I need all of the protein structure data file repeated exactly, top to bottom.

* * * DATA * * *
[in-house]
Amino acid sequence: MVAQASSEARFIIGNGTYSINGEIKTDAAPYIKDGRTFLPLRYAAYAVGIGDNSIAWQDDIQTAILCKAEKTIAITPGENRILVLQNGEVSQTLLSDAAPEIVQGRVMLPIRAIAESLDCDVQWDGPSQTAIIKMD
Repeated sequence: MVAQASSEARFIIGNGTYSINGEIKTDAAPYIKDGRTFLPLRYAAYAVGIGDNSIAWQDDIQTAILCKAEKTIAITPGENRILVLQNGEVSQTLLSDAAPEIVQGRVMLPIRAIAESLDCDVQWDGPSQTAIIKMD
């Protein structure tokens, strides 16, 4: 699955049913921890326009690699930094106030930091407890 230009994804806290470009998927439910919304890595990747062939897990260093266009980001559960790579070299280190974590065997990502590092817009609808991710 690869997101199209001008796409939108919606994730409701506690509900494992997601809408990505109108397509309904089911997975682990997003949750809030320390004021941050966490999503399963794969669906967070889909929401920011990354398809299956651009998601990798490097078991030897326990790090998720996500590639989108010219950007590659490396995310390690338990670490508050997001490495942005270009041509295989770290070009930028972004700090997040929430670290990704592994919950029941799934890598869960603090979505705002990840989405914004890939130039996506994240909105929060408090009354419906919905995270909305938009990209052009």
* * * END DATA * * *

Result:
[in-house]
Amino acid sequence: MVAQASSEARFIIGNGTYSINGEIKTDAAPYIKDGRTFLPLRYAAYAVGIGDNSIAWQDDIQTAILCKAEKTIAITPGENRILVLQNGEVSQTLLSDAAPEIVQGRVMLPIRAIAESLDCDVQWDGPSQTAIIKMD
Repeated sequence: MVAQASSEARFIIGNGTYSINGEIKTDAAPYIKDGRTFLPLRYAAYAVGIGDNSIAWQDDIQTAILCKAEKTIAITPGENRILVLQNGEVSQTLLSDAAPEIVQGRVMLPIRAIAESLDCDVQWDGPSQTAIIKMD
């Protein structure tokens, strides 16, 4: 699955049913921890326009690699930094106030930091407890 230009994804806290470009998927439910919304890595990747062939897990260093266009980001559960790579070299280190974590065997990502590092817009609808991710 690869997101199209001008796409939108919606994730409701506690509900494992997601809408990505109108397509309904089911997975682990997003949750809030320390004021941050966490999503399963794969669906967070889909929401920011990354398809299956651009998601990798490097078991030897326990790090998720996500590639989108010219950007590659490396995310390690338990670490508050997001490495942005270009041509295989770290070009930028972004700090997040929430670290990704592994919950029941799934890598869960603090979505705002990840989405914004890939130039996506994240909105929060408090009354419906919905995270909305938009990209052009």